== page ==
Black Arrows Blue Diamond: Leading the Legendary RAF Flying Display Teams
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Brian Mercer is one of the most outstanding post-war RAF fighter pilots and in this eminently readable autobiography he recaptures life as it was in the days of transition from flying piston-powered aircraft to jet power. His flying and leadership skills resulted in a long association with what was then considered as the finest aerobatic display team in the world - Treble One Squardron’s ‘Black Arrows’. Flying the elegant black Hawker Hunters in large formation displays was no easy task and the author explains in great detail how their legendary precision was achieved, revealing many exciting incidents en route. When Treble One’s Hunters were replaced with the supersonic Lightining fighter, it soon became clear that these superfast aircraft were not suited to close-up display flying. Brian was then asked to form a new RAF display team and continue with Hunters. This was to become the No. 92 Squadron’s Blue Diamonds’, who inherited the star role. Faced with the fact that future promotion within the RAF would move him from cockpit to desk, Brian elected to join then then fledgling airline, Cathay Pacific. His story continues with many exciting incidents flying from the company’s home base at Kai Tak in Hong Kong.
evening runs down to Brighton in the squadron car, a 1928 Rover. I had done my last low-level jaunt down the south coast beaches in the station Tiger Moth waving at pretty girls in bathing suits. Many years later, as a civilian, I visited Tangmere; it was almost deserted. There were no more aircraft of course and as I looked at the ivy-covered officers’ mess and gazed up at the window of my old room, I was overcome by a tremendous feeling of nostalgia. How I wished I could start all over again.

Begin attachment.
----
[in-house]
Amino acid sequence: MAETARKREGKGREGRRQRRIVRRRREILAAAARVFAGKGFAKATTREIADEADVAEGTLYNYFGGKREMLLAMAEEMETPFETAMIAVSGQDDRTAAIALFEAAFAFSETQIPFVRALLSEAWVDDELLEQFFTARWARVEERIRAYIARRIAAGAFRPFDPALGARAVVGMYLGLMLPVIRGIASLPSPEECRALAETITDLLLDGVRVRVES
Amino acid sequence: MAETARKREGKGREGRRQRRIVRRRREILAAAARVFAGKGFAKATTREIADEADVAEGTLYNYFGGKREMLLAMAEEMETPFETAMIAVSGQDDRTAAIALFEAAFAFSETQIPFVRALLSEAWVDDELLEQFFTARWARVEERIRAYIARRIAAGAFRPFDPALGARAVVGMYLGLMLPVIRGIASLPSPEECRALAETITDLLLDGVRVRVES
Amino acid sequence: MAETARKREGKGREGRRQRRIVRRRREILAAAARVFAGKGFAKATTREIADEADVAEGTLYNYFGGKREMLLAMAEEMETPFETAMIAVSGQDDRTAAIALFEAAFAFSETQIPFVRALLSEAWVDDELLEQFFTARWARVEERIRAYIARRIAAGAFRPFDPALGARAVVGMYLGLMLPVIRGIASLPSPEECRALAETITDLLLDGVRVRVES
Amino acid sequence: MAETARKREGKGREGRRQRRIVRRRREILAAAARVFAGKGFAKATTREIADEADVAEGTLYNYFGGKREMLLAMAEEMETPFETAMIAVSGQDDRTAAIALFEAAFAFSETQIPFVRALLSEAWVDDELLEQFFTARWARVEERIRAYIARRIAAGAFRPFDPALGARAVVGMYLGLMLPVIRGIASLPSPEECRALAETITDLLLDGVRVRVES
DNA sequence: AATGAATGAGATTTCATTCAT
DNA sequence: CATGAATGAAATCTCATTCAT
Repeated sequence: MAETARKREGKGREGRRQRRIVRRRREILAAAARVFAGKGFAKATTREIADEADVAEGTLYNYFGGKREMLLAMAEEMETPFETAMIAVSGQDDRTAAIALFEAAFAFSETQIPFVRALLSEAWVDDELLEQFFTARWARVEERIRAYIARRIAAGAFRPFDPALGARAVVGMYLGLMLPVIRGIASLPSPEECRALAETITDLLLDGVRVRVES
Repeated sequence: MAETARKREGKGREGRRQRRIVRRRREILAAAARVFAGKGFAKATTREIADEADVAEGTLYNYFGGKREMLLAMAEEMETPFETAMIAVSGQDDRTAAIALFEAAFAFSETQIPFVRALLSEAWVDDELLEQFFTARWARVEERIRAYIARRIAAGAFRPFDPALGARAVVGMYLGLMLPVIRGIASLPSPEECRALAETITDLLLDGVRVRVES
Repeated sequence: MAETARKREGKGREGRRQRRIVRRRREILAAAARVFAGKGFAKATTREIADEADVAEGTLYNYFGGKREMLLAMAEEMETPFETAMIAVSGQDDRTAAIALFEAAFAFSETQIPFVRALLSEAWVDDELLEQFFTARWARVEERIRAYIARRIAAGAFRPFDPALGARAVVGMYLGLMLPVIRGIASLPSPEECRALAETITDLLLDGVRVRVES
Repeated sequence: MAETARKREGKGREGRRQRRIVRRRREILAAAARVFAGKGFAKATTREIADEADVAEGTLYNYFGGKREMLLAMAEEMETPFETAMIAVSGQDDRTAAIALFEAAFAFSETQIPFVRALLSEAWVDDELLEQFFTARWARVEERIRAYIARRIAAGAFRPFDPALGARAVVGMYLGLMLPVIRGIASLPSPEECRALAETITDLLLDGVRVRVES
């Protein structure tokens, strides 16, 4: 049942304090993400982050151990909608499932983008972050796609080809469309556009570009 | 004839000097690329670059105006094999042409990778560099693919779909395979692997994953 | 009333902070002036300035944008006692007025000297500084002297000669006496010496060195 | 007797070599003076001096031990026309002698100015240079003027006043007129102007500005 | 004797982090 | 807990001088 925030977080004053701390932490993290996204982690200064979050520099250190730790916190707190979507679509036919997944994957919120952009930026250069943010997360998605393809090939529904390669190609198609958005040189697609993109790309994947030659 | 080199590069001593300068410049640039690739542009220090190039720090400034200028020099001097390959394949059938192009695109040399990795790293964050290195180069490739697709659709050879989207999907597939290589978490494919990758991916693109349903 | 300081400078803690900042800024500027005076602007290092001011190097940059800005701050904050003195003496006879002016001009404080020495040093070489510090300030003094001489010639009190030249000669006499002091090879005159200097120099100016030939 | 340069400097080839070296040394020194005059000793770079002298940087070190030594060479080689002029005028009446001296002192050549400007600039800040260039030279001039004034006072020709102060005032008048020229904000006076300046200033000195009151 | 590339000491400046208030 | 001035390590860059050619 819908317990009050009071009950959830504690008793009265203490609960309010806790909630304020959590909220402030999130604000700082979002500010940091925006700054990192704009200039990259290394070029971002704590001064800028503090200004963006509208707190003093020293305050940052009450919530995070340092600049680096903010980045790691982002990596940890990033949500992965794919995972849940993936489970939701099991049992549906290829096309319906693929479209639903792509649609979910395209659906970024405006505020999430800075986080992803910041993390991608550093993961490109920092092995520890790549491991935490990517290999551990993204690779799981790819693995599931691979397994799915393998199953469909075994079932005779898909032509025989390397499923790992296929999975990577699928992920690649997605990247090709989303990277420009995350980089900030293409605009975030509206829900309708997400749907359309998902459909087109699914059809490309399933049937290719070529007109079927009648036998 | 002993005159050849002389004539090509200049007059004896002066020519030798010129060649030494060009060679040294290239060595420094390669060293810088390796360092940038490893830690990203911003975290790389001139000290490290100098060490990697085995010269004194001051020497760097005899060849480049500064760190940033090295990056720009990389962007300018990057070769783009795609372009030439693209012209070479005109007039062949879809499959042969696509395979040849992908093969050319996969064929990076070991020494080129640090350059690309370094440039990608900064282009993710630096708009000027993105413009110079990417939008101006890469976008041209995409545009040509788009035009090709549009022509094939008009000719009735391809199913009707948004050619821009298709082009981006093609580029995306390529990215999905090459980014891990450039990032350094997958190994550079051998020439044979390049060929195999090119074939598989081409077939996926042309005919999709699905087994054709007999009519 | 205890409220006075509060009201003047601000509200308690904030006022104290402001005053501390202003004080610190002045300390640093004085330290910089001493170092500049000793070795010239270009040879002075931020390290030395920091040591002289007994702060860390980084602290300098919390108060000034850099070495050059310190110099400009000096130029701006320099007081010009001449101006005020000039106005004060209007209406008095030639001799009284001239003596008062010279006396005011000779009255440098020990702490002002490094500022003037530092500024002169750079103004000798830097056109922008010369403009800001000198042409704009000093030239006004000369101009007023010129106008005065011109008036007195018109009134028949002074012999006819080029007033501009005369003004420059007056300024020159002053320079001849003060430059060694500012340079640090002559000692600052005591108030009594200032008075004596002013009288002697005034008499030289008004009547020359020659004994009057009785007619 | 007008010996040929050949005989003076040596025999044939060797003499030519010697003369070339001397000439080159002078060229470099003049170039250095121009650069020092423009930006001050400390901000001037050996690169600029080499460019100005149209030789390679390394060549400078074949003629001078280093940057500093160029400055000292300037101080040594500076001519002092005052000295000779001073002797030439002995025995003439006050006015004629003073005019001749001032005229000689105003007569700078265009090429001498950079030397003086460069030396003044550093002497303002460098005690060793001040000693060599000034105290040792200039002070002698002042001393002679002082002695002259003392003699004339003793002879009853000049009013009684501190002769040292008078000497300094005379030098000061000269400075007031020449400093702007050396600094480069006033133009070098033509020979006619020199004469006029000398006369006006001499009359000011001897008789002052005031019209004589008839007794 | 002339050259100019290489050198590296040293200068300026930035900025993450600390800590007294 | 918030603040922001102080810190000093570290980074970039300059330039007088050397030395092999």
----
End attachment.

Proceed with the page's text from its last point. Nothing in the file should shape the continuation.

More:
604 Auxiliary Squadron was operating from Waterbeach on an exercise. Their normal home was North Weald. We were watching them scramble when there was a bit of a bang followed by the familiar pall of oily black smoke. A figure came into view apparently unhurt – it was Norman Tebbit, then a BOAC first officer and a flying officer pilot on No. 604. The story was that he had abandoned take-off thinking his elevators were jammed. Apparently his elevator trim was set at full nose down. I had my
Some weeks later I had a canopy shatter at about 35,000 ft. There was a big bang and a cloud of dust, and I thought the engine had blown up. It was the sudden decompression of course. The truth dawned as I started to feel very, very cold; the temperature would have been in the region of–50 degrees celsius. Throttle closed, full dive brakes, half roll and down I went before I froze to death. I do not care for tropical heat normally, but I was very happy to find it that day. In October 1955, Pete
later, with my forearm, wrist and part of my hand in plaster, I had a discussion with Pete Latham to debate my fitness for formation aerobatics. I thought I would be all right, with just a change of technique, as I could not flex my wrist. My assessment proved to be correct so off we went on 22 May to Jever on the North German coast to refuel and stay overnight. We also wanted to pick up a crate of Scotch whisky to take to the Norwegian air force mess. The Norwegian pilots would appreciate that
us. Finally, off we flew to Leeuwarden in Holland, where the competition was to be held. The Canadians were brimming with confidence; one said to me, ‘I’ll bet you one thousand dollars we beat you.’ I came across Wing Commander Joe Bodien, my old CO from No. 29 squadron who was now in the RCAF and he told me we did not have a prayer. They were so sure of themselves they had even left the Guynemer Trophy back in Ottawa. The name of their ace, Chuck Weingarten, was on all their lips. At last I